It's 'motherhood' to say that all court interpreters ought be trained Experts. Justice demands it, and also expediency. If a mistrial is declared because of faulty interpreting, there are serious costs and delays. The Directive goes some way to offering a recourse for bad translation:
"Suspected or accused persons have the possibility to complain that the quality of the translation is not sufficient to safeguard the fairness of the proceedings."But it only mentions it in connection with written translations; and "complain" falls far short of the "grounds for an appeal" that's available, for example, in Canada.
So the reality is that court interpretation will continue to be provided by Native Interpreters for a long time yet, because
* Administrations won't or can't pay what Expert Interpreters would cost. (The Spanish government is all too obviously in no position to incur any additional administrative expenditure at present.)Nevertheless, it's to the credit of the Directive that it does offer one innovative avenue of hope. This is its encouragement of remote interpreting using videoconferencing:
* Without attractive remuneration, there's no incentive to get training.
* In any case, training facilities are completely inadequate.
* Even if all the above were taken care of, it would be virtually impossible, in this era of population shifts, to keep up with new demands for 'exotic' languages. The whole community interpreting movement in Canada started with the arrival of the Vietnamese boat people and their language in the 1970s, and there was another crisis two decades later when a sizable community of Somali language speakers came on the scene. In Spain, it's been the several Eastern European languages that weren't taught here.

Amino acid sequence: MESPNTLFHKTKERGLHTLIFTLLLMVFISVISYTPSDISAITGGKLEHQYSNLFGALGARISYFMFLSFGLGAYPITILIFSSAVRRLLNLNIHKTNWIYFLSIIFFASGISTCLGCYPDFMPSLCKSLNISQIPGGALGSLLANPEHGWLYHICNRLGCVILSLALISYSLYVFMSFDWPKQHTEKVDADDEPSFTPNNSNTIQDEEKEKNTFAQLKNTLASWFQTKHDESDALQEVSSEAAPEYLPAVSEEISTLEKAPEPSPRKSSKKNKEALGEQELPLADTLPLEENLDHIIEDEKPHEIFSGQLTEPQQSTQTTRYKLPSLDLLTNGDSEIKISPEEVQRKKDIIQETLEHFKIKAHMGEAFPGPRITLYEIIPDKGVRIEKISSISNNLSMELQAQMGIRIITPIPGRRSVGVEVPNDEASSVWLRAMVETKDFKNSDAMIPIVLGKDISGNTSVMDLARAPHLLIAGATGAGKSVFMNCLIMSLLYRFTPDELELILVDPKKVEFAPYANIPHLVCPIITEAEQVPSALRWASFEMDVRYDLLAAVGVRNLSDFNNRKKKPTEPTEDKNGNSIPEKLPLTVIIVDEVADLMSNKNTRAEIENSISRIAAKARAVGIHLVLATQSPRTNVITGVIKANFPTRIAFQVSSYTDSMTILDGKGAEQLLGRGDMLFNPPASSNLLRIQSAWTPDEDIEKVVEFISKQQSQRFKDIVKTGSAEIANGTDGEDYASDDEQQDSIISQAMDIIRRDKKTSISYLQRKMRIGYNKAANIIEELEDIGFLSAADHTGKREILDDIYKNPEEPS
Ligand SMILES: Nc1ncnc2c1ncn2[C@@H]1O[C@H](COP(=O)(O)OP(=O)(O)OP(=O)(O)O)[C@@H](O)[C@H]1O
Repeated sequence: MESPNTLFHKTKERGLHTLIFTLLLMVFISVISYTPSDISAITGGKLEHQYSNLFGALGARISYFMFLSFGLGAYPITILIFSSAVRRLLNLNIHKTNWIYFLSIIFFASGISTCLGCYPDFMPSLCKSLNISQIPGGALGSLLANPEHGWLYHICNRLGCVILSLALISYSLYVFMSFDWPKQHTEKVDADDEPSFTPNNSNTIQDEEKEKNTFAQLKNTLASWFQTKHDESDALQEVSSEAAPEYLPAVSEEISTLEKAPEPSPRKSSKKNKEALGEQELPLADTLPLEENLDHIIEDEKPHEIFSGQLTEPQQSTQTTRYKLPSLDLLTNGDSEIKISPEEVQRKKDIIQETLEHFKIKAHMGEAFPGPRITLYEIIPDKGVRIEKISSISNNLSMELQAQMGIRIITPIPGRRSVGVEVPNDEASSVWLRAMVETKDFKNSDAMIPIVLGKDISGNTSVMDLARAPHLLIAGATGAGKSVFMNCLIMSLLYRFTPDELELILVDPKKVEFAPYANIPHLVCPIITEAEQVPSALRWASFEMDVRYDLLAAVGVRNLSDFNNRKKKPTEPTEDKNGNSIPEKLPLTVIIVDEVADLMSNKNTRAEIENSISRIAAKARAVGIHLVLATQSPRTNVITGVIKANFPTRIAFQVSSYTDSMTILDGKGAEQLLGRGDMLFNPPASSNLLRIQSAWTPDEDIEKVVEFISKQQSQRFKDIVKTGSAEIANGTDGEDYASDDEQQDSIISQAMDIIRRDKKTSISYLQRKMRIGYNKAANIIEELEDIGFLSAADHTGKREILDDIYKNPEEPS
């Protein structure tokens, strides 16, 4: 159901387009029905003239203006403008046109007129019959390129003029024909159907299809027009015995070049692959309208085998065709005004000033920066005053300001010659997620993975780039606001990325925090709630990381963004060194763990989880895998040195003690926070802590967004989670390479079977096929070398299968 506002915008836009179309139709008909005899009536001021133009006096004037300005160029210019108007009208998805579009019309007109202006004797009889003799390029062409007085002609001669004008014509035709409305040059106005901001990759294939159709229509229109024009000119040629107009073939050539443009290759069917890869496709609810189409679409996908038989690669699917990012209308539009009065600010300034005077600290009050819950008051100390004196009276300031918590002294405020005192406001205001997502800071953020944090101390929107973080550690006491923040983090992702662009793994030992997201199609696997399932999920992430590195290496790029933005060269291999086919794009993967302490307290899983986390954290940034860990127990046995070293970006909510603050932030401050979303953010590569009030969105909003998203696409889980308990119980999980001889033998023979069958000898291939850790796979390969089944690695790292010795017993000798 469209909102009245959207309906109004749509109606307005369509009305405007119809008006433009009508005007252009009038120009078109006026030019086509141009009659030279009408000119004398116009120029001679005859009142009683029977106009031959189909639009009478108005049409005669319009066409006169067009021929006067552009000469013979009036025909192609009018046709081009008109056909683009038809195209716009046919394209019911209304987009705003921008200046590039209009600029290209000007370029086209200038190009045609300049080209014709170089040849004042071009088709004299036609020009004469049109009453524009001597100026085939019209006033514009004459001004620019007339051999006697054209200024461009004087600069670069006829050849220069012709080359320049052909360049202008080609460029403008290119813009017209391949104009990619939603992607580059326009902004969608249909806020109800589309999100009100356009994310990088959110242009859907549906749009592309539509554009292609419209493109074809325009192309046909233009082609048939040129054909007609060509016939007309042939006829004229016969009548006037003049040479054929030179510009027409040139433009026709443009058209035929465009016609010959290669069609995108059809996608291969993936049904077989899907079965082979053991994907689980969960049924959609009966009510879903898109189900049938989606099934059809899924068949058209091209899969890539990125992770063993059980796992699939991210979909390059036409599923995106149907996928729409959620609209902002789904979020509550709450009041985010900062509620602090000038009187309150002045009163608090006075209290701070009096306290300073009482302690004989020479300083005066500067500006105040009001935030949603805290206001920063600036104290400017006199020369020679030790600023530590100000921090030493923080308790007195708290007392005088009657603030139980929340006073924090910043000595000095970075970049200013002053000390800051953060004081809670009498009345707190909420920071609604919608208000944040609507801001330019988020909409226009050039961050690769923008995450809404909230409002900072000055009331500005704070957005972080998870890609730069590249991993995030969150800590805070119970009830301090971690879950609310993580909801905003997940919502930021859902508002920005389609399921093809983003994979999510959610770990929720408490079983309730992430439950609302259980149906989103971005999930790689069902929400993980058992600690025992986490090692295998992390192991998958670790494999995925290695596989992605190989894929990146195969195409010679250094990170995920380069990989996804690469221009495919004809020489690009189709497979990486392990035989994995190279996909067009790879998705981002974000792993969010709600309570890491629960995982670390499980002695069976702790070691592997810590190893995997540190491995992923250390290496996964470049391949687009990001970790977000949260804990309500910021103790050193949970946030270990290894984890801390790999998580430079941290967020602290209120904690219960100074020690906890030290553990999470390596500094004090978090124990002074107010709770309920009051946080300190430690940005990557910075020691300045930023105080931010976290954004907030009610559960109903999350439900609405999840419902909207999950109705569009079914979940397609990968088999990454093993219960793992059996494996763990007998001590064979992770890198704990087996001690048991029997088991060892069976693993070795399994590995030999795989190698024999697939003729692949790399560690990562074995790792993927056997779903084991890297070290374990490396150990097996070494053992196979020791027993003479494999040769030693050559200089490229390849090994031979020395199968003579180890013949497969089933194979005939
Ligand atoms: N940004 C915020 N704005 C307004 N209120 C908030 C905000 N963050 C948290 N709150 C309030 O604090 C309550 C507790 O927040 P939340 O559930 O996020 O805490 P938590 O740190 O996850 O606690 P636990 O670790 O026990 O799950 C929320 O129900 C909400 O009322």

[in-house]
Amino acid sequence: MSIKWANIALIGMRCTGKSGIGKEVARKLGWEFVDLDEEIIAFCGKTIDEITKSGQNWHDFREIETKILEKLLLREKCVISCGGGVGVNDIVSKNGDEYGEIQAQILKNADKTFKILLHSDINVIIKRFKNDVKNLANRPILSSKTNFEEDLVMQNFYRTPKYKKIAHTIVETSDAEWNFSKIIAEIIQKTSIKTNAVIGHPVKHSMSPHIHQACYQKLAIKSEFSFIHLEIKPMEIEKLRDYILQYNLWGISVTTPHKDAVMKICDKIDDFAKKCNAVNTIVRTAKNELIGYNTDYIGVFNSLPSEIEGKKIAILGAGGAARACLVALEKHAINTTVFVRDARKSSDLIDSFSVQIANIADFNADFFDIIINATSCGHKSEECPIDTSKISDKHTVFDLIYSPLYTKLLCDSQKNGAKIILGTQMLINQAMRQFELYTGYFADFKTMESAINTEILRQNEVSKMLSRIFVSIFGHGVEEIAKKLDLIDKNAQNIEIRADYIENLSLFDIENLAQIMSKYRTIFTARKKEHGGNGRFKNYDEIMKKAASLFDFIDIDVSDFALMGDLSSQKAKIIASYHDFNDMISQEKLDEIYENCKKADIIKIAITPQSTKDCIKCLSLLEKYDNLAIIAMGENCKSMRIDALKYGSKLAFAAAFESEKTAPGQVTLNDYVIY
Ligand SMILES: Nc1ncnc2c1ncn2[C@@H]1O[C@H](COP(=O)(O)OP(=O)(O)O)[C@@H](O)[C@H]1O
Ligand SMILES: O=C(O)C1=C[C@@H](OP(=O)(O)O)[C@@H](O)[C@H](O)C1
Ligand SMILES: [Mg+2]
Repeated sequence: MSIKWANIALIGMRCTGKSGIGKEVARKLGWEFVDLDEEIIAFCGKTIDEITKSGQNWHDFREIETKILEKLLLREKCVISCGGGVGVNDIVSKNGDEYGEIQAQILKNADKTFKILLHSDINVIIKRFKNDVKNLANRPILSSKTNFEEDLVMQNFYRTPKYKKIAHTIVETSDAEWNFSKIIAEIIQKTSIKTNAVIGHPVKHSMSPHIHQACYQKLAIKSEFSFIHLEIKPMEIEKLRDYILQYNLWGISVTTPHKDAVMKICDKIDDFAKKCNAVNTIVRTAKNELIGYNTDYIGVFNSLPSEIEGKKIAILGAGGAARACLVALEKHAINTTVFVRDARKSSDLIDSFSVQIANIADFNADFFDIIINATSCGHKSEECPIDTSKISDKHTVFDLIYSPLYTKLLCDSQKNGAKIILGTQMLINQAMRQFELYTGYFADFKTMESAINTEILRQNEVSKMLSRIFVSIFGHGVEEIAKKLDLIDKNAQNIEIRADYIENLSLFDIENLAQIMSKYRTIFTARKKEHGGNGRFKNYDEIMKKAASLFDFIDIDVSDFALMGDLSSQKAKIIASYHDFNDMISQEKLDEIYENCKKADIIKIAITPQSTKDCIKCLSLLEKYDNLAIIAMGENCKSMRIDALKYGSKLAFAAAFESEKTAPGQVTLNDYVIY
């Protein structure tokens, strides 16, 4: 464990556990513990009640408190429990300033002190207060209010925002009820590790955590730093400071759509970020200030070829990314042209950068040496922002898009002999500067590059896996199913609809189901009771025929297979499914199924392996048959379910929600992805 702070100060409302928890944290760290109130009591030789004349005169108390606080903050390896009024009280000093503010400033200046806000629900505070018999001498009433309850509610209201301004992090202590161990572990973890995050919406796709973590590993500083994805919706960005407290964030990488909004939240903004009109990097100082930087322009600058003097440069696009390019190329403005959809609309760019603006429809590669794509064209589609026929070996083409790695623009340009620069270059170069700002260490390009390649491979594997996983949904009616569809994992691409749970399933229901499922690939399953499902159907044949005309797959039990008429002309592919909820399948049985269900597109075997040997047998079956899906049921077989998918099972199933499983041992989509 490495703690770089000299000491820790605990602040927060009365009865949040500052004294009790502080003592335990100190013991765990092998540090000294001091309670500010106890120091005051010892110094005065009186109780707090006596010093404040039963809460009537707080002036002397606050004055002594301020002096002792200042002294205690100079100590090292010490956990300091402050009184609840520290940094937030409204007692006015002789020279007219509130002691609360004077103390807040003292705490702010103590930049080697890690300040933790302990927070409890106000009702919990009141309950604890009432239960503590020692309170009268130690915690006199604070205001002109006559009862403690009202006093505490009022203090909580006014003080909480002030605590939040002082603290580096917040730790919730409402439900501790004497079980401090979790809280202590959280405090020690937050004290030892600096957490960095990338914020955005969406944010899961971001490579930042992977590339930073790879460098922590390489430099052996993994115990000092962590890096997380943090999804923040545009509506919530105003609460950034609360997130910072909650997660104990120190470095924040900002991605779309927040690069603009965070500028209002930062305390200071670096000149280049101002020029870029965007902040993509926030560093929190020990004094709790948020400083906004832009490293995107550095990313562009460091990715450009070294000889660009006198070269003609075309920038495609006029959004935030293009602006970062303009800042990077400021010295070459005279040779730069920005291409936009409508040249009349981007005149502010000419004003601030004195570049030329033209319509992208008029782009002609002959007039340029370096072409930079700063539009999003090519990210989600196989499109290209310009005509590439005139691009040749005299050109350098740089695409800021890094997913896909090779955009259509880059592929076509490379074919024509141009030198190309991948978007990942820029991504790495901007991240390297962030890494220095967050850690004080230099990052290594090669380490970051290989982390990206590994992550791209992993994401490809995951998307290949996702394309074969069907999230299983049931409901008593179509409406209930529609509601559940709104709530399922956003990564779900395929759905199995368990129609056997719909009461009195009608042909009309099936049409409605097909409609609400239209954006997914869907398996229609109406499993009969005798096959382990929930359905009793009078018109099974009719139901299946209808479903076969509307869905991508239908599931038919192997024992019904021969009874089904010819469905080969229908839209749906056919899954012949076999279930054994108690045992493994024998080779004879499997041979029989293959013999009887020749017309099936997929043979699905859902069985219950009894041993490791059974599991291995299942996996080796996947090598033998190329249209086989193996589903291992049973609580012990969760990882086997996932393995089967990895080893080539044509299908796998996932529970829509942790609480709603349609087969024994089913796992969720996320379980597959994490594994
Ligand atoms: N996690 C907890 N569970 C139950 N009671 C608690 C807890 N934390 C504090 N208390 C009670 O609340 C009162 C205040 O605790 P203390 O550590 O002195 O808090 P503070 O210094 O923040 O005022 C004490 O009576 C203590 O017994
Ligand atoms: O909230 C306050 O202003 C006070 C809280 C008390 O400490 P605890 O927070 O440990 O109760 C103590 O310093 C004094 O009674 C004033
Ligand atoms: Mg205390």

"When using videoconferencing for the purpose of remote interpretation, the competent authorities should be able to rely on the tools that are being developed in the context of European e-Justice (e.g. information on courts with videoconferencing equipment or manuals)."The implication is that the courts will accept videoconference interpreting as legally valid. It would make it possible to supply interpreters from a small pool of Experts to widely dispersed courtrooms. It requires investment in electronic equipment and research (or trial and error) to determine the best set-ups, but the internet provides a network infrastructure that can be used for other purposes besides interpreting.
Directive 2010/64/EU of the European Parliament and of the Council of 20 October 2010 on the right to interpretation and translation in criminal proceedings. Click here for the text.
Presente y futuro de la traducción y la interpretación ante los tribunales en Europa. VIII Jornadas de Traducción Jurídica, Universitat Jaume I, Departament de Traducció i Comunicació, Castelló de la Plana, 2-4 July 2012. The programme is here.
Mike Sadava. Misinterpretation: crisis in Canadian court interpreting. The Lawyers Weekly, 2010. Click here for the article.